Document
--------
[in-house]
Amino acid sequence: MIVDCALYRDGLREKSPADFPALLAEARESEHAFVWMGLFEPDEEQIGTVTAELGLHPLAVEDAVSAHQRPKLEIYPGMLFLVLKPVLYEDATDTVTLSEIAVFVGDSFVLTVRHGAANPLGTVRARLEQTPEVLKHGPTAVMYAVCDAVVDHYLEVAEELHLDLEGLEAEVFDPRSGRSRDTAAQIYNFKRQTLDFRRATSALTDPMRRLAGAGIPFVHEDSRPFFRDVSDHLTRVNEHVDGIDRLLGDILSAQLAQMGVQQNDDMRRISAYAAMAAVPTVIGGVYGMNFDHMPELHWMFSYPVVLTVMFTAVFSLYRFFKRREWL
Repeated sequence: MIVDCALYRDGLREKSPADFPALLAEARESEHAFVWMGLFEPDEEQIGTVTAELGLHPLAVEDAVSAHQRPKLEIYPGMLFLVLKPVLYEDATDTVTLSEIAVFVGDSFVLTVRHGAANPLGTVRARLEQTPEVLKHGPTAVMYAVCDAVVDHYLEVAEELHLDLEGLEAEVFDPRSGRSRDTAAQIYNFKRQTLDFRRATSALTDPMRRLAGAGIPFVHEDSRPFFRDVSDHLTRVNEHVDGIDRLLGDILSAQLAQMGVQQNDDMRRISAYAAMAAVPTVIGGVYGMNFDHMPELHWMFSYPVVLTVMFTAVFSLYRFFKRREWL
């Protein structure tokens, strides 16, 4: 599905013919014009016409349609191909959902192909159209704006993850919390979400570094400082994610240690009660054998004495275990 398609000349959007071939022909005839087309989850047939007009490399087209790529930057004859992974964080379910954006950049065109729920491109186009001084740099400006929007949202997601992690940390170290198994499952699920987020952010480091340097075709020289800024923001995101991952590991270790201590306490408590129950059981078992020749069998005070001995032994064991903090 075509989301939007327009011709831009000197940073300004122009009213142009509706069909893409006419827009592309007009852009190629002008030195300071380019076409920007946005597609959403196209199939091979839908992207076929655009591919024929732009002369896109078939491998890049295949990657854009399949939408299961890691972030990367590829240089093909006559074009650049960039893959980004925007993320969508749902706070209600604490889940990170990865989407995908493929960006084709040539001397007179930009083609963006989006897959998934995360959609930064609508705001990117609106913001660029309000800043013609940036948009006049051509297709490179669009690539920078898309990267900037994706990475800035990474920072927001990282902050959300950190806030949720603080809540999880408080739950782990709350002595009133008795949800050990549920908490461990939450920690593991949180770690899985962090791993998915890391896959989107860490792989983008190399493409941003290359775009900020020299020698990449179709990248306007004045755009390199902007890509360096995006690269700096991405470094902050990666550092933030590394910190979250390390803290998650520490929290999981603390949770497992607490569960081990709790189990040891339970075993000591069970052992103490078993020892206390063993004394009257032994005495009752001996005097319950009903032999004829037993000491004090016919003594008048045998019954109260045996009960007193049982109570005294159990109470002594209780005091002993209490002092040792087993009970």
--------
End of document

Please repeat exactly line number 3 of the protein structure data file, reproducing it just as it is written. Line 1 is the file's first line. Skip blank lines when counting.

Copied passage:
Repeated sequence: MIVDCALYRDGLREKSPADFPALLAEARESEHAFVWMGLFEPDEEQIGTVTAELGLHPLAVEDAVSAHQRPKLEIYPGMLFLVLKPVLYEDATDTVTLSEIAVFVGDSFVLTVRHGAANPLGTVRARLEQTPEVLKHGPTAVMYAVCDAVVDHYLEVAEELHLDLEGLEAEVFDPRSGRSRDTAAQIYNFKRQTLDFRRATSALTDPMRRLAGAGIPFVHEDSRPFFRDVSDHLTRVNEHVDGIDRLLGDILSAQLAQMGVQQNDDMRRISAYAAMAAVPTVIGGVYGMNFDHMPELHWMFSYPVVLTVMFTAVFSLYRFFKRREWL